Oceanic Japan: The Archipelago in Pacific and Global History

Hardback: $75.00
ISBN-13: 9780824897680
Published: November 2024
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Additional Information

424 pages | 8 color, 30 b&w illustrations
  • About the Book
  • Japan’s oceans demand our attention. Violent, prolific, and changeful, they define life and death on the archipelago: pushing the shore under the rush of tsunami, charging typhoon circulation, feeding millions, and seeding conflicts over territory and resources. And yet, Japan studies remains largely beholden to a terrestrial view of the world that is at odds with the importance of the sea. This “terrestrial bias” also means that on those occasions when oceans are recognized they are most often presented as dividers or connectors—spaces in between rather than rich ecologies and meaningful sites. Oceanic Japan is meant to help readers re-envision Japanese history in order to show how the seas created the country that we know today.

    The book convenes a diverse, multinational, multidisciplinary group of scholars to expand the scope of Japan studies and the field of environmental humanities. The chapters draw from the broader turn to the sea—characterized by new oceanic and terraqueous perspectives—developing within these fields and in areas such as Pacific history and Indian Ocean studies. The volume editors’ vision is bifocal. On one hand, they aim to reorient East Asian studies and Japan studies to the sea, underlining how oceans have shaped dynamics from the Tokugawa Era forward into the age of empire and the crisis of the Anthropocene. On the other hand, they argue for a more nuanced environmental approach within the burgeoning field of Oceanic studies. Seeing oceanic spaces as more than entrepots or political spheres requires thinking in new, often vertical, volumetric ways. The chapters follow human and non-human actors to recognize the variegation of watery ecologies through winds, tides, coasts, seabeds, and currents such as the Kuroshio and Oyashio, which have always shaped life on the archipelago.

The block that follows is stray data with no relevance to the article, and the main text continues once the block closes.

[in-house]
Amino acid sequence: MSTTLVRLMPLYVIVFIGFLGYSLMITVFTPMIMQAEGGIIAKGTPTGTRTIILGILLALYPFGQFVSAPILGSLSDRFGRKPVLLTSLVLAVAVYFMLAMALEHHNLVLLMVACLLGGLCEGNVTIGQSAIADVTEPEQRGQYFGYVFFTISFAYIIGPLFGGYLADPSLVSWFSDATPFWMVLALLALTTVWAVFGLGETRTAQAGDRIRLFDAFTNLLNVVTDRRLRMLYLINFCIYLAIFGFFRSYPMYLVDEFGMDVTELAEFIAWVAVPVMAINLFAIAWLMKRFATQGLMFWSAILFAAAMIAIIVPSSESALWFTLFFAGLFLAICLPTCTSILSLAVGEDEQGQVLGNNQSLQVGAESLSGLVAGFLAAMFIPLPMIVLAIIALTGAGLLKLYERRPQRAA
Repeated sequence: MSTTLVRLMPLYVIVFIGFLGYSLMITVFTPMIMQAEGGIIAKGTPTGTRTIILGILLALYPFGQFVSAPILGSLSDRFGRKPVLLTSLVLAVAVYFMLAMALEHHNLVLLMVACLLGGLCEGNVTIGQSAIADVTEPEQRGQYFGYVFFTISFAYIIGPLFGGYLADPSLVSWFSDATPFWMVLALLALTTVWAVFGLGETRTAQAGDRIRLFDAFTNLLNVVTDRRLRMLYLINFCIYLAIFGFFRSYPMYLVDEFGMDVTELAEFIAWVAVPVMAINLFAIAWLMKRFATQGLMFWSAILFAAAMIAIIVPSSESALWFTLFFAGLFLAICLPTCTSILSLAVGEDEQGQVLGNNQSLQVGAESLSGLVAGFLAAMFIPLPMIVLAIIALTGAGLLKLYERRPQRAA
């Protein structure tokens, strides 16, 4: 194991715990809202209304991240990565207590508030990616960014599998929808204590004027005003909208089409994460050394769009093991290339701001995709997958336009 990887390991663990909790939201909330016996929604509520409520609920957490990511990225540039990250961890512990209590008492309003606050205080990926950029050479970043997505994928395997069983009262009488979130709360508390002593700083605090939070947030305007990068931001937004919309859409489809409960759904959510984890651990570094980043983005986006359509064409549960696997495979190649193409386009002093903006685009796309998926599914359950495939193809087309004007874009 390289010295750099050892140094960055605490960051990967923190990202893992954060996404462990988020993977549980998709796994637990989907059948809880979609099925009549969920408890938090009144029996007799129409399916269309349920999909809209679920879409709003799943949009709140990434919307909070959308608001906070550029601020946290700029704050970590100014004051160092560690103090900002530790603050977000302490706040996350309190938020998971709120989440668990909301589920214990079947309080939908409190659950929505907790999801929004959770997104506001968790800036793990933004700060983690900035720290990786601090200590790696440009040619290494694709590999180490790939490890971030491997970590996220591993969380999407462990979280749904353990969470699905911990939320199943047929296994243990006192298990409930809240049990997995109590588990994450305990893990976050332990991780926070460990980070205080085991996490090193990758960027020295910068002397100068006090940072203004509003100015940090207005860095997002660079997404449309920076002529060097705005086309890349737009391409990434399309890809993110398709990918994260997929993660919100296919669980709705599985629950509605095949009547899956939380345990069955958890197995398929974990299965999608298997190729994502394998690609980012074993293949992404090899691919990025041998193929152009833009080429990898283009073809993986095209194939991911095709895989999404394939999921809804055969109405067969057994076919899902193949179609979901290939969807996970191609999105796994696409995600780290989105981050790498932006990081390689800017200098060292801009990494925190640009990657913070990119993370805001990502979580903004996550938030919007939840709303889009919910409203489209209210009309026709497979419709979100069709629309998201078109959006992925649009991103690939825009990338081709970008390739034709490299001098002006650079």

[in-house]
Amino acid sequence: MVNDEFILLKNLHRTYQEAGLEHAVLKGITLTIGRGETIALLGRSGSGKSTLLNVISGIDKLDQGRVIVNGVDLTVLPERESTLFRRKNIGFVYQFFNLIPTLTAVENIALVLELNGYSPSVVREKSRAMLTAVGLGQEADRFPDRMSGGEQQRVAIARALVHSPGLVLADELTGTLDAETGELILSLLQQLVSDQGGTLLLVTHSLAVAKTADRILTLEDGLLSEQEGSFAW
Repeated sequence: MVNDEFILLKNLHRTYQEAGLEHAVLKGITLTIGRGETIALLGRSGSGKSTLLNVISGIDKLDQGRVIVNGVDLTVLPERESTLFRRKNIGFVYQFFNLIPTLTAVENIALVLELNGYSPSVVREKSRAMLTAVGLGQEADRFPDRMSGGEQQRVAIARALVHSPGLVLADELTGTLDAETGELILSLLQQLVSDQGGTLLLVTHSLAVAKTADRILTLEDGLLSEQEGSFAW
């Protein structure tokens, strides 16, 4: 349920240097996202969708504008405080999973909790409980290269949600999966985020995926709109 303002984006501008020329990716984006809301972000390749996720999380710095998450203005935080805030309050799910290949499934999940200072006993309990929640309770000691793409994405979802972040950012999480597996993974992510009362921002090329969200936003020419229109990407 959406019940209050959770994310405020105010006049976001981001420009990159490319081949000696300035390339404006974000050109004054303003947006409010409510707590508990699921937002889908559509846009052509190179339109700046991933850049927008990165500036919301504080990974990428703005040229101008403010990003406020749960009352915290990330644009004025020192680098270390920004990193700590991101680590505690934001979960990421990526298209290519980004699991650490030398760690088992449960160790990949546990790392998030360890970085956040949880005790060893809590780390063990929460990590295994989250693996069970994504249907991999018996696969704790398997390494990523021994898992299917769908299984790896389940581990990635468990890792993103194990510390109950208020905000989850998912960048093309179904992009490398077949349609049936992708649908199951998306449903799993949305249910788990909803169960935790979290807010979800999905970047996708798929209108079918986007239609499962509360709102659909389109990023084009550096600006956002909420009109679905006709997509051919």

• About the Author(s)
    • Stefan Huebner, Editor

      Stefan Huebner is senior research fellow at the Asia Research Institute, National University of Singapore.
    • Nadin Heé, Editor

      Nadin Heé is a professor in the Graduate School of Humanities, Osaka University.
    • Ian Jared Miller, Editor

      Ian Jared Miller is professor of history at Harvard University.
    • William Tsutsui, Editor

      William M. Tsutsui is chancellor and professor of history at Ottawa University.


    • David R. Armitage
    • Gregory Clancey
    • Bathsheba Demuth
    • Alexis Dudden
    • Martin Dusinberre
    • Kjell Ericson
    • Gerald Figal
    • Nadin Heé
    • Toshihiro Higuchi
    • David L. Howell
    • Stefan Huebner
    • Julia Markio Jacoby
    • Jakobina Arch
    • Ryan Tucker Jones
    • Paul Kreitman
    • Manako Ogawa
    • Katherine Matsuura
    • Jonas M. Rüegg
    • Hannah Shepherd
    • Satsuki Takahashi
    • Takehiro Watanabe
    • Kären Wigen
    • Marcia Yonemoto
    • Brett L. Walker
    • Mary Carmel Finley
    • Sayuri Guthrie-Shimizu
    • Sujit Sivasundaram